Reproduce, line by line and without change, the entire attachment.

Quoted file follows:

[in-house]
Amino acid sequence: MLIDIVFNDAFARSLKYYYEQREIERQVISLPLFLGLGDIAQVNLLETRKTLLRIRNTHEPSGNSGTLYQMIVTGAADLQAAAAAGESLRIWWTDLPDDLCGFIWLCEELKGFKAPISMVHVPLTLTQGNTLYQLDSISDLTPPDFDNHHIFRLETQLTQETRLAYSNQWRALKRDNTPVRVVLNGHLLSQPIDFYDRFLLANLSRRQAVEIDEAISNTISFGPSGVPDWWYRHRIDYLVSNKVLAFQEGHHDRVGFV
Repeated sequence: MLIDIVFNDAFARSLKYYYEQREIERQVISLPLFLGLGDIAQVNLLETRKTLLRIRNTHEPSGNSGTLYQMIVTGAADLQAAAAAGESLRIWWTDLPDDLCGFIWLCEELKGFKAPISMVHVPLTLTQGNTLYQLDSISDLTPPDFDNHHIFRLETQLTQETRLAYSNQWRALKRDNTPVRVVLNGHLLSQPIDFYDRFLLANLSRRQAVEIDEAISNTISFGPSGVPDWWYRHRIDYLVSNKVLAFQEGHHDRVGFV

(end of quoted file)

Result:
[in-house]
Amino acid sequence: MLIDIVFNDAFARSLKYYYEQREIERQVISLPLFLGLGDIAQVNLLETRKTLLRIRNTHEPSGNSGTLYQMIVTGAADLQAAAAAGESLRIWWTDLPDDLCGFIWLCEELKGFKAPISMVHVPLTLTQGNTLYQLDSISDLTPPDFDNHHIFRLETQLTQETRLAYSNQWRALKRDNTPVRVVLNGHLLSQPIDFYDRFLLANLSRRQAVEIDEAISNTISFGPSGVPDWWYRHRIDYLVSNKVLAFQEGHHDRVGFV
Repeated sequence: MLIDIVFNDAFARSLKYYYEQREIERQVISLPLFLGLGDIAQVNLLETRKTLLRIRNTHEPSGNSGTLYQMIVTGAADLQAAAAAGESLRIWWTDLPDDLCGFIWLCEELKGFKAPISMVHVPLTLTQGNTLYQLDSISDLTPPDFDNHHIFRLETQLTQETRLAYSNQWRALKRDNTPVRVVLNGHLLSQPIDFYDRFLLANLSRRQAVEIDEAISNTISFGPSGVPDWWYRHRIDYLVSNKVLAFQEGHHDRVGFV